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Getting Younger: a Guest Post by The Midnight Man Author Kevin Klehr

Today on the site, we’re welcoming Kevin Klehr, author of The Midnight Man, which just released on August 30th from Ninestar Press! Before Kevin gets to talking about finding yourself as you get older, let’s get a glimpse of his speculative romance:

Stanley is almost fifty. He hates his job, has an overbearing mother, and is in a failed relationship. Then he meets Asher, the man of his dreams, literally in his dreams.

Asher is young, captivating, and confident about his future—everything Stanley is not. So, Asher gives Stan a gift. The chance to be an extra five years younger each time they meet.

Some of their adventures are whimsical. A few are challenging. Others are totally surreal. All are designed to bring Stan closer to the moment his joyful childhood turned to tears.

But when they fall in love, Stan knows he can’t live in Asher’s dreamworld. Yet he is haunted by Asher’s invitation to “slip into eternal sleep.”

Buy it: Ninestar Press

And here’s the post!

We all do it. Some are ready for it while others avoid it all cost. But there is no fountain of youth. We all get older.

The tragedy of aging is when you feel like your life hasn’t begun. That’s the dilemma Stanley faces in my new novel, The Midnight Man.

Stan is in a failed relationship, he hates his job, and he has an overbearing mother. But soon he’ll be facing his fiftieth birthday, and this is not how he planned his life to be at this stage.

When this manuscript was accepted by my publisher, my editor emailed saying she liked what the story ‘had to say about the good and bad aspects of getting older.’ And even though she was obviously referring to my book, it was the first time I realised that was the underlying theme of this work.

When I came up with the concept, I was listening to Kate Bush’s haunting track, ‘Man With the Child In His Eyes’, a song about a mystical lover who appears when the songwriter goes to sleep.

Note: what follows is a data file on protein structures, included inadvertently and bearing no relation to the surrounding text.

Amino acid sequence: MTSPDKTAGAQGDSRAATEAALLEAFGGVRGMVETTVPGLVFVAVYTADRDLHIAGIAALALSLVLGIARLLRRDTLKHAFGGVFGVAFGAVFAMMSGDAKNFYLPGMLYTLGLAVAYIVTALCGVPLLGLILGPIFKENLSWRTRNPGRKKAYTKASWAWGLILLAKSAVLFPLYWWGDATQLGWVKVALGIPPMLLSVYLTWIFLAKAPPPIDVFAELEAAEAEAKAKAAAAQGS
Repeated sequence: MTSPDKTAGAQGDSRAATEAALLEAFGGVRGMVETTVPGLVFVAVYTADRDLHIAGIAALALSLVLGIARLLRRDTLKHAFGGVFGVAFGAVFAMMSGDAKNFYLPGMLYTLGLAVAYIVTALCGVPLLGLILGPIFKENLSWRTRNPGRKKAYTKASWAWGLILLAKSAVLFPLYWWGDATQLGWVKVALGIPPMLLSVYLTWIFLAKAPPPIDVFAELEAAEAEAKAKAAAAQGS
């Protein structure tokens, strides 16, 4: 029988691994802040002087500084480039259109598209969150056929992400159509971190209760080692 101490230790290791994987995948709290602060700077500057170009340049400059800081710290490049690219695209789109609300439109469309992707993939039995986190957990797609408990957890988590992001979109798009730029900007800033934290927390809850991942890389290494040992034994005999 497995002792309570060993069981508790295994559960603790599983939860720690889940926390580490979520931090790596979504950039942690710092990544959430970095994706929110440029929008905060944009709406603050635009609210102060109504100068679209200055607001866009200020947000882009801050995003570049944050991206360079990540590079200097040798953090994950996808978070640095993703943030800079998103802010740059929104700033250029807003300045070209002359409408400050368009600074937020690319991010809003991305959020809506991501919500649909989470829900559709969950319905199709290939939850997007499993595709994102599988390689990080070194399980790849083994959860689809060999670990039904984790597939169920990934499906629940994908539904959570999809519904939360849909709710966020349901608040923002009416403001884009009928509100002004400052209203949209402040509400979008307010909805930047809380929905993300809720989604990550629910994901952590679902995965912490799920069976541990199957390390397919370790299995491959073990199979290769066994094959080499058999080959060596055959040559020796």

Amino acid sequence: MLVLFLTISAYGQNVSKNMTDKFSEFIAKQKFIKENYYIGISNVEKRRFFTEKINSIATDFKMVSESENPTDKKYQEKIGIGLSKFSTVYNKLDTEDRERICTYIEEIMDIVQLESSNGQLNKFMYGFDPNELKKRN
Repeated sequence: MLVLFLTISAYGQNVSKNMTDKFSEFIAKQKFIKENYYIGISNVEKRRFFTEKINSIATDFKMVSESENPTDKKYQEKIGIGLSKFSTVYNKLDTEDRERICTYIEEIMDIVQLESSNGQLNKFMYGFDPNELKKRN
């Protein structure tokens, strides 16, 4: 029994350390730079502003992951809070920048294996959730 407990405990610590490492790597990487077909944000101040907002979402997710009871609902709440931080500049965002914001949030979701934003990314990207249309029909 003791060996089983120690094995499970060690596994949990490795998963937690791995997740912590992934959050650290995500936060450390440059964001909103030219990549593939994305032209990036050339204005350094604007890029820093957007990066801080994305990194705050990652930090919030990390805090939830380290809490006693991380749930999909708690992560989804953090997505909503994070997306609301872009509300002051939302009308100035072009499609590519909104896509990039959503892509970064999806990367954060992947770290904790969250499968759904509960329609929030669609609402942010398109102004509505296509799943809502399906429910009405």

But this is one of my novels. The plotline can’t just be about an ethereal romance.

Stan’s midnight visitor is Asher, a twenty-one-year-old who appears in his dreams. Asher offers Stan a gift. Every time they meet for their night-time adventures, Stanley is another five years younger than the last time they met.

This is how ageing is examined in the story. Stan gets to be himself at an age he once was, while bizarre dreamlike scenarios happen. He reflects without actually reliving moments of his life. He remembers what youth feels like as Asher organises whimsical, or sometimes challenging, scenarios for Stanley to face.

Sometime in the past six months I realised all my books feature a love story. Odd, I thought, because I’ve only written two books you could call Romance. The Midnight Man, like many of my novels, is Urban Fantasy, Magic Realism, Speculative Fiction or whatever you’d like to brand it. But it doesn’t mean our two heroes don’t fall for each other as Stan becomes younger.

In the end, this work is about taking control of your life, and sometimes it takes a special someone to help you do it.

***

Kevin lives with his husband, Warren, in their humble apartment (affectionately named Sabrina), in Australia’s own ‘Emerald City,’ Sydney.

His tall tales explore unrequited love in the theatre district of the Afterlife, romance between a dreamer and a realist, and a dystopian city addicted to social media.

His first novel, Drama Queens with Love Scenes, spawned a secondary character named Guy. Many readers argue that Guy, the insecure gay angel, is the star of the Actors and Angels book series. His popularity surprised the author. The third in this series, Drama Queens and Devilish Schemes, scored a Rainbow Award (judged by fans of queer fiction) for Best Gay Alternative Universe/Reality novel.

So, with his fictional guardian angel guiding him, Kevin hopes to bring more whimsical tales of love, life and friendship to his readers.

Website: www.kevinklehr.com